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Ambassador report

Ambassador report

[Ambassador report] Sea Turtle Survival Rates

by | 13-07-2015 00:46 Comments 3 Comments recommendations 0 recommendations



Today, I would like to introduce you the survival rate of sea turtles from hatchling to adulthood – corresponding to the numerous obstacles they face.

I collected data from beaches to estimate the survival rate of sea turtles all across the world. I concluded that less turtles survive with the passage of years. While collecting information from beaches far away, I used useful sources such as 'Sea Turtles - an ecological guide' and videos from TED.


To begin with, mother sea turtles dig a nesting pit high on the beach, depositing a lump of small, white eggs. Scientists have confirmed that nesting activity has plumeted by 28% since 1989. Even worse, about 20% of the 50 to 200 eggs will never hatch.


Roughly a 30~60 days after having been laid, young turtles rise to the surface. Along the way to the surf, raccoons, debris, seabirds, crabs, pitfalls, and other threats will kill those that hatched. The hatchlings who actually reach the surf trade 1 set of threats for another. As they first face the tumultuous waves, they find a whole new host of predators awaiting them – fish, dolphins, and seabirds. In this stage, approximately 50% of those who reach the surf die.



With the passage of years, the surviving turtles will increase in size (from that of a dinner plate at year 1 to that of a dinner table) within 10 years. A study conducted on this topic shows that body size positively corresponds to speed, so larger turtles are exposed to predators for a shorter amount of time. The only predators now are some species of shark and the killer whale. In two decades, the survivors will be old enough themselves to mate.


Within the several last decades, human endeavors from beach development, plastic trash, poaching, artificial lighting, nets, and noxious chemicals has caused the survival rate to drop to around 1% or less. This added human pressure has pushed all 7 sea turtle species - the green sea turtle, the loggerhead sea turtle, the leatherback sea turtle, the hawksbill sea turtle, the kemps ridley sea turtle, the olive ridley sea turtle, and the flatback sea turtle...either into ?threatened? or ?endangered? state.


Advances in micro-technology have allowed researchers to use transmitters and satellites to collect data on sea turtles over time. Using these sources, scientists collected information regarding location, depth and water temperature to calculate sea turtle survival rates. The data helped scientists track down the life of sea turtles migrating, navigating, and foraging.


Other contrasting data suggest that 1 out of 30 turtles survive to adulthood. However, in this research, only 30 turtles were sampled and 29 died – it takes a great number of samples and time to estimate sea turtle survival rates. According to other studies, 80% of East Pacific green turtle deaths in California were associated with human activity.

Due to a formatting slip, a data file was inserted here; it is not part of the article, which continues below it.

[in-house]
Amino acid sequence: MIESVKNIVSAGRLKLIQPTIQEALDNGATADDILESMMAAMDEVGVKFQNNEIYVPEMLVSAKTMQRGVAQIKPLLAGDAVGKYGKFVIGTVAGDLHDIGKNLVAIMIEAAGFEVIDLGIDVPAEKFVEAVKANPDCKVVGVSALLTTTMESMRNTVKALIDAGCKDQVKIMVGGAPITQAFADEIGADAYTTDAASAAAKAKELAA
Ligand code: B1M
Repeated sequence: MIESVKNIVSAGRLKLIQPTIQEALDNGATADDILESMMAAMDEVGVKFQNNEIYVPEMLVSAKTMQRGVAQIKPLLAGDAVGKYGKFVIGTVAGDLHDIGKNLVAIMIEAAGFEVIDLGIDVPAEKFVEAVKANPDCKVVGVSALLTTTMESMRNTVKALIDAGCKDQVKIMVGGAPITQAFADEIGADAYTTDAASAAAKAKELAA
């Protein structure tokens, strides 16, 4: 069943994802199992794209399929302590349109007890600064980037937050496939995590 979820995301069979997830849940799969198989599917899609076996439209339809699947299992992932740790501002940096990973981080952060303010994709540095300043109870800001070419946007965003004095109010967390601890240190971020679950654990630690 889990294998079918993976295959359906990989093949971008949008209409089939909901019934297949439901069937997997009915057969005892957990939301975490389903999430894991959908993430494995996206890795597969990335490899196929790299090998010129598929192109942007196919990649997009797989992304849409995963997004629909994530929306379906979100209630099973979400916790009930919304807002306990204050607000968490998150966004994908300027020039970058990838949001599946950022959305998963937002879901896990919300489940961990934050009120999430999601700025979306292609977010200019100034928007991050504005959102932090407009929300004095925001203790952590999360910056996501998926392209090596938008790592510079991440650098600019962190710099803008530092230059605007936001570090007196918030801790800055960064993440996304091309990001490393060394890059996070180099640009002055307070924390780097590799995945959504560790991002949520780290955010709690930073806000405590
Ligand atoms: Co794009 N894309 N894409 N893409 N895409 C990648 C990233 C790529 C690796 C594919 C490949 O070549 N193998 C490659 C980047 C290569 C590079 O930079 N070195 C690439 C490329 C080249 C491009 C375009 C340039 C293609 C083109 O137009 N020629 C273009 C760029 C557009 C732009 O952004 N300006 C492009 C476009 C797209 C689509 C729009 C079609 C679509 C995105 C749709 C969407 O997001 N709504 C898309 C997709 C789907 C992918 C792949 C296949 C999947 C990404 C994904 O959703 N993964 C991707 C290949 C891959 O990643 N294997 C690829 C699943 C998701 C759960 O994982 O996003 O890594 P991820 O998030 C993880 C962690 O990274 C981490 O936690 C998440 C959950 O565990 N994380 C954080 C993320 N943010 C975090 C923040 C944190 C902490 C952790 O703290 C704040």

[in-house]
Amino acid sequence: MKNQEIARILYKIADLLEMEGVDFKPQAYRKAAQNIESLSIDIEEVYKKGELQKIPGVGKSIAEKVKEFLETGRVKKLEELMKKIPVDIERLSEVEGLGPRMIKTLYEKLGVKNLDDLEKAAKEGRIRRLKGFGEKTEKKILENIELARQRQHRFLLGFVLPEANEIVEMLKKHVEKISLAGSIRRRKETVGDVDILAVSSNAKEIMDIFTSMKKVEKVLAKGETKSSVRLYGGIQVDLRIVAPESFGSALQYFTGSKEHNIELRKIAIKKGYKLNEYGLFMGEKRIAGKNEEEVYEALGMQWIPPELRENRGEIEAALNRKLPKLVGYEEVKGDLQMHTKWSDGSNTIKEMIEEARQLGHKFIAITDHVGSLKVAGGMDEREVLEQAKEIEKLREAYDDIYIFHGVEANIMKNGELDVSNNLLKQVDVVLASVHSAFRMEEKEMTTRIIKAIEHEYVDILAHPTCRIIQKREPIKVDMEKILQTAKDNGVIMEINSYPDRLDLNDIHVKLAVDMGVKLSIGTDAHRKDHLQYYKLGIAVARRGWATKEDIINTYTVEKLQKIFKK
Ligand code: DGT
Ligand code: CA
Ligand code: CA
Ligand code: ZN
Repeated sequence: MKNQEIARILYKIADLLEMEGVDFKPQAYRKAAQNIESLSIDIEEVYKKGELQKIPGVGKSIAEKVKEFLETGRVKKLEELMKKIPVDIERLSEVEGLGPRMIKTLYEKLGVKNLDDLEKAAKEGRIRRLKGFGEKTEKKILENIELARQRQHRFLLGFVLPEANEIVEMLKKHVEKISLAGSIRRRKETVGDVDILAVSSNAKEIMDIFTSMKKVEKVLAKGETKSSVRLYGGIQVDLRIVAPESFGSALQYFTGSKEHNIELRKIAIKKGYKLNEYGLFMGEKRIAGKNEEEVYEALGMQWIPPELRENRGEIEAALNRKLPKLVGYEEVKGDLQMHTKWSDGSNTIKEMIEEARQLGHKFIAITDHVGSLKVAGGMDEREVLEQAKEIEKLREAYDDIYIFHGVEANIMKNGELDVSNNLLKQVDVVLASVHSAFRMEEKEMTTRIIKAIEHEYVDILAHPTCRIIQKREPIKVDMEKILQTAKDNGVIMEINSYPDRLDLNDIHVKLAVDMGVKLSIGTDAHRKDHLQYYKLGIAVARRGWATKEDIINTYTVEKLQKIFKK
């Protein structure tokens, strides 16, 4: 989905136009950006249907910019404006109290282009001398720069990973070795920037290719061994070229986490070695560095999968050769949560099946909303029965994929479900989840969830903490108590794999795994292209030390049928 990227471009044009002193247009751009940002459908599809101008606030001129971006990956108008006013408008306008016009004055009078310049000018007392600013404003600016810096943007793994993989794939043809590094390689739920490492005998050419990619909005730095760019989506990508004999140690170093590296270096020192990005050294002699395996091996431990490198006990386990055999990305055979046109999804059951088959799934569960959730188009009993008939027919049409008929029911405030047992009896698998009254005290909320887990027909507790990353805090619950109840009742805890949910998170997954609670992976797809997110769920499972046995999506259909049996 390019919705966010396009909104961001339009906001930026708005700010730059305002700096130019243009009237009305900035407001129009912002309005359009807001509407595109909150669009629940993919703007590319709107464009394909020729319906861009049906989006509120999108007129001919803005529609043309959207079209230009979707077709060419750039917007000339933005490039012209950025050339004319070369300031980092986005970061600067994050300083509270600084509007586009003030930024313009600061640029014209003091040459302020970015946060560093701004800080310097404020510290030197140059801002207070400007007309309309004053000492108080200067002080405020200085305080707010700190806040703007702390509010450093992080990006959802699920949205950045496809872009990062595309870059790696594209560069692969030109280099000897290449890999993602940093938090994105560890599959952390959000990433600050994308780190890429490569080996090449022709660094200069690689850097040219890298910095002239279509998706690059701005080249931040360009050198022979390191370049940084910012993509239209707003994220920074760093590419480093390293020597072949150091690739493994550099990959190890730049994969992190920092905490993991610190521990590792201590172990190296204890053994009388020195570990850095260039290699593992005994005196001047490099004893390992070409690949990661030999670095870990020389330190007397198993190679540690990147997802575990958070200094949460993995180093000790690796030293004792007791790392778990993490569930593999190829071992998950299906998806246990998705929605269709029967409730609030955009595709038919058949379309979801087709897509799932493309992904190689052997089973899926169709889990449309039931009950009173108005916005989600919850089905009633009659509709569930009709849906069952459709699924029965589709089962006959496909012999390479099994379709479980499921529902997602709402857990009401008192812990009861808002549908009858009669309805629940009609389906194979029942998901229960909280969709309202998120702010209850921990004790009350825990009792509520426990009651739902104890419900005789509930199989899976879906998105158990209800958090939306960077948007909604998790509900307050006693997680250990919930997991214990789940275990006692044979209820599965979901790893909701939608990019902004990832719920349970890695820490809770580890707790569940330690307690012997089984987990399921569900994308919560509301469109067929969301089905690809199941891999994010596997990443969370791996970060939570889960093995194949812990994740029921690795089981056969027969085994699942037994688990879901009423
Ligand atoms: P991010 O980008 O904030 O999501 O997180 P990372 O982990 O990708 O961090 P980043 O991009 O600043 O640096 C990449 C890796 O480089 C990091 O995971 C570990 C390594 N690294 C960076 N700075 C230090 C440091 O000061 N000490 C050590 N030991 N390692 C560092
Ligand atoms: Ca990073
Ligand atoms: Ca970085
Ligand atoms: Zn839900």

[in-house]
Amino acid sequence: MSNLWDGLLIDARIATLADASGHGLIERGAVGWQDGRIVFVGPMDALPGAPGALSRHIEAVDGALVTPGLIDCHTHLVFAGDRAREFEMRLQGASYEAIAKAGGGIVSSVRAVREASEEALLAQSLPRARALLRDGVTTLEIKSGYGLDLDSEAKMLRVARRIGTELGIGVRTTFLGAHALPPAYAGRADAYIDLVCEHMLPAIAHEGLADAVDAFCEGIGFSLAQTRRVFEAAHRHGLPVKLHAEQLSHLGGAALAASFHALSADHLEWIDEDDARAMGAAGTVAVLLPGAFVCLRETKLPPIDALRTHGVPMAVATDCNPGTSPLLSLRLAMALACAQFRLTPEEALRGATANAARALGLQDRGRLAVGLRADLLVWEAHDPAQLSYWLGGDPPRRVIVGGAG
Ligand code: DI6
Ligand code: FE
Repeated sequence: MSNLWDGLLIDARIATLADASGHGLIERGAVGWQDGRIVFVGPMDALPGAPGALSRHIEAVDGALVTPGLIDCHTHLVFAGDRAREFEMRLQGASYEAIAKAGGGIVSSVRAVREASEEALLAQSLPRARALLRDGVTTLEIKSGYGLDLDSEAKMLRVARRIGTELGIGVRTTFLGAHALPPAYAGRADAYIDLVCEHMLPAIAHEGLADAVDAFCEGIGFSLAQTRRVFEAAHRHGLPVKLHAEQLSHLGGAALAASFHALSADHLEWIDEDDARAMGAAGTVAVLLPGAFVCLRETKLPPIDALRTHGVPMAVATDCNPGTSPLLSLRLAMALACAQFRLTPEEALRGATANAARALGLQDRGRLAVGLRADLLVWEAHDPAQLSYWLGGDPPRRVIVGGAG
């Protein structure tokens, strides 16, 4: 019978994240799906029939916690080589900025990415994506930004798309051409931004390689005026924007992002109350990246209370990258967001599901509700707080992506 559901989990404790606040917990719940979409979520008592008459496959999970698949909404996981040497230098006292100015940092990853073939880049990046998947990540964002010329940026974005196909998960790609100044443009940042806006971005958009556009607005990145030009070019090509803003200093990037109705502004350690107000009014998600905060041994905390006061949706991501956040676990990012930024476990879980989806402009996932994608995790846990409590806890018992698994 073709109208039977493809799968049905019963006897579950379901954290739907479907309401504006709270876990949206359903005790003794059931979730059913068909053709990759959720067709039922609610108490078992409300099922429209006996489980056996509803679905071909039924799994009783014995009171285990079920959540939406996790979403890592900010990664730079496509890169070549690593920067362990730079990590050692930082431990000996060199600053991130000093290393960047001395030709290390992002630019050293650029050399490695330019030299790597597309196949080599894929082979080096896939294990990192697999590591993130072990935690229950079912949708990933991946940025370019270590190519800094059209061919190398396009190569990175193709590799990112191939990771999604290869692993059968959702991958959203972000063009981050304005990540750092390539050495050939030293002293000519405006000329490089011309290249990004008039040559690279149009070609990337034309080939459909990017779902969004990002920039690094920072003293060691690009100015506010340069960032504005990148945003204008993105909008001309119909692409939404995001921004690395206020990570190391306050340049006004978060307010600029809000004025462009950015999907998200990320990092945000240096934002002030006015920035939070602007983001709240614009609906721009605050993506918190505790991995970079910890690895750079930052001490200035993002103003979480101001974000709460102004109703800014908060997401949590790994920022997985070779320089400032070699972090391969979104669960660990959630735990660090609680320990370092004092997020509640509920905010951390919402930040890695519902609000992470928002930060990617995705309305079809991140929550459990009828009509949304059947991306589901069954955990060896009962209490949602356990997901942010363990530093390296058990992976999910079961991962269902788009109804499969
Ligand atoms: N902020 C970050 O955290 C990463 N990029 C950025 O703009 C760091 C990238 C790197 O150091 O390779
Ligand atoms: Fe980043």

So let?s quickly look back at the cycle of odds, using a hypothetical nesting season. If there are 1000 thousand eggs laid, 800 hatch. 400 make it to the water, and 200 grow up as juveniles. 20 survive to breeding age without human interference. With human interference, 1 survive to maturity.


Many indigenous people, however, still hunt sea turtles or gather their eggs for food, despite the strict prohibition of international law. Moreover, plastic, Styrofoam, packaging materials, aluminum foils, and everyday trash that we discard – are fatal to sea turtle survival. By working to conserve sea turtle habitats, I hope we will someday turn the 1 out of a 1000 into 1 out of a 100.

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3 Comments

  • says :
    Out of 1000 eggs laid nearly 1 survive till maturity...This is an alarming to the existence of sea turtles in the days to come and no doubt, human interference is one of the main cause behind this. I hope the modern technologies and researches will help to increase the numbers of sea turtles in near future.
    Dear Gaabhin, thank you for sharing this informative report. Keep sharing dear :)
    Posted 13-07-2015 14:32

Arushi Madan

  • Arushi Madan says :
    Thanks for an informative and detailed report. It's sad that human exploitation has dropped the sea turtles survival rate to this low....and even pushed some species to endangered and threatened. I just hope humans get sensible and start to care for them , protect them and not hunt them for materialistic needs.
    Posted 13-07-2015 13:27

  • Luiz Bispo says :
    Thanks for saying about all these data. I hope we, humans, work harder and harder to keep such a awesome animal among us. Keep doing! =)
    Posted 13-07-2015 10:21

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